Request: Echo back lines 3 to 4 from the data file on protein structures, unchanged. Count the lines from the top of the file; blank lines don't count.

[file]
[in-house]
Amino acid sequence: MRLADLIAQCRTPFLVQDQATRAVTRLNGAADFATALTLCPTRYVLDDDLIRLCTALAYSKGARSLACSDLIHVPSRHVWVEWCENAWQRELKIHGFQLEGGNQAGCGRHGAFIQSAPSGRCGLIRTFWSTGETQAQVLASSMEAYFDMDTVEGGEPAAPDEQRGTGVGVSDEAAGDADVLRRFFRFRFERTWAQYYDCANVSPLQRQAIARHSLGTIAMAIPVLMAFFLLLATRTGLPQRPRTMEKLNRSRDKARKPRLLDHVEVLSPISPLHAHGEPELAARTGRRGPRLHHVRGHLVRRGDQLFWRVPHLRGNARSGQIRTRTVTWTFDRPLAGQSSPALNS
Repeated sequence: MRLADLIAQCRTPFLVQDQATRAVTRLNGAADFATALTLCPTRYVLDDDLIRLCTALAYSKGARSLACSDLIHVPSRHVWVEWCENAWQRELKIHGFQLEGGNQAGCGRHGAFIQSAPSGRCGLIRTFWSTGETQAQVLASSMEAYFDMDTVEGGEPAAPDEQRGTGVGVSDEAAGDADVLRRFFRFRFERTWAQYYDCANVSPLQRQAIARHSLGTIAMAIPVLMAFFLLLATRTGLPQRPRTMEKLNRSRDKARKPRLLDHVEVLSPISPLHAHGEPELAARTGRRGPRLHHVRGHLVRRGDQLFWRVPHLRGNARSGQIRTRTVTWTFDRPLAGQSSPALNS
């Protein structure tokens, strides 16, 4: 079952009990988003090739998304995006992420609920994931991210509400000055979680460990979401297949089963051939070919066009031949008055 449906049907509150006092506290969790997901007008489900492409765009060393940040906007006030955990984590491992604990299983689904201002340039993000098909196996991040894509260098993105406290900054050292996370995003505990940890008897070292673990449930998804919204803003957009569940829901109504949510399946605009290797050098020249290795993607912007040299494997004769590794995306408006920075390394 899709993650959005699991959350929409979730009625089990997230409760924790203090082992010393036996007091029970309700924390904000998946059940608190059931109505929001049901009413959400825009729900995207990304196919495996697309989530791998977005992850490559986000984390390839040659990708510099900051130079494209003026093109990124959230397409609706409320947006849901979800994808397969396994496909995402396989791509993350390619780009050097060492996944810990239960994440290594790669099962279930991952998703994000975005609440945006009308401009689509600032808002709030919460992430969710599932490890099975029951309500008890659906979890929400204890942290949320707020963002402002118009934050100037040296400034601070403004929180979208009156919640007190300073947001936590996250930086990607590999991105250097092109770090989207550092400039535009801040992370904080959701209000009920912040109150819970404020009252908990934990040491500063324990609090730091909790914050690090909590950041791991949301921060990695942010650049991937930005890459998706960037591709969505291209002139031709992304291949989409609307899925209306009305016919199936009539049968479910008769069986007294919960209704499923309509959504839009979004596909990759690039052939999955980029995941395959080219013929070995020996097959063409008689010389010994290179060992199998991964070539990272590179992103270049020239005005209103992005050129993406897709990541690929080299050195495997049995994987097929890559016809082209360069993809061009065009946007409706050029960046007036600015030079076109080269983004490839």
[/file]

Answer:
Repeated sequence: MRLADLIAQCRTPFLVQDQATRAVTRLNGAADFATALTLCPTRYVLDDDLIRLCTALAYSKGARSLACSDLIHVPSRHVWVEWCENAWQRELKIHGFQLEGGNQAGCGRHGAFIQSAPSGRCGLIRTFWSTGETQAQVLASSMEAYFDMDTVEGGEPAAPDEQRGTGVGVSDEAAGDADVLRRFFRFRFERTWAQYYDCANVSPLQRQAIARHSLGTIAMAIPVLMAFFLLLATRTGLPQRPRTMEKLNRSRDKARKPRLLDHVEVLSPISPLHAHGEPELAARTGRRGPRLHHVRGHLVRRGDQLFWRVPHLRGNARSGQIRTRTVTWTFDRPLAGQSSPALNS
């Protein structure tokens, strides 16, 4: 079952009990988003090739998304995006992420609920994931991210509400000055979680460990979401297949089963051939070919066009031949008055 449906049907509150006092506290969790997901007008489900492409765009060393940040906007006030955990984590491992604990299983689904201002340039993000098909196996991040894509260098993105406290900054050292996370995003505990940890008897070292673990449930998804919204803003957009569940829901109504949510399946605009290797050098020249290795993607912007040299494997004769590794995306408006920075390394 899709993650959005699991959350929409979730009625089990997230409760924790203090082992010393036996007091029970309700924390904000998946059940608190059931109505929001049901009413959400825009729900995207990304196919495996697309989530791998977005992850490559986000984390390839040659990708510099900051130079494209003026093109990124959230397409609706409320947006849901979800994808397969396994496909995402396989791509993350390619780009050097060492996944810990239960994440290594790669099962279930991952998703994000975005609440945006009308401009689509600032808002709030919460992430969710599932490890099975029951309500008890659906979890929400204890942290949320707020963002402002118009934050100037040296400034601070403004929180979208009156919640007190300073947001936590996250930086990607590999991105250097092109770090989207550092400039535009801040992370904080959701209000009920912040109150819970404020009252908990934990040491500063324990609090730091909790914050690090909590950041791991949301921060990695942010650049991937930005890459998706960037591709969505291209002139031709992304291949989409609307899925209306009305016919199936009539049968479910008769069986007294919960209704499923309509959504839009979004596909990759690039052939999955980029995941395959080219013929070995020996097959063409008689010389010994290179060992199998991964070539990272590179992103270049020239005005209103992005050129993406897709990541690929080299050195495997049995994987097929890559016809082209360069993809061009065009946007409706050029960046007036600015030079076109080269983004490839």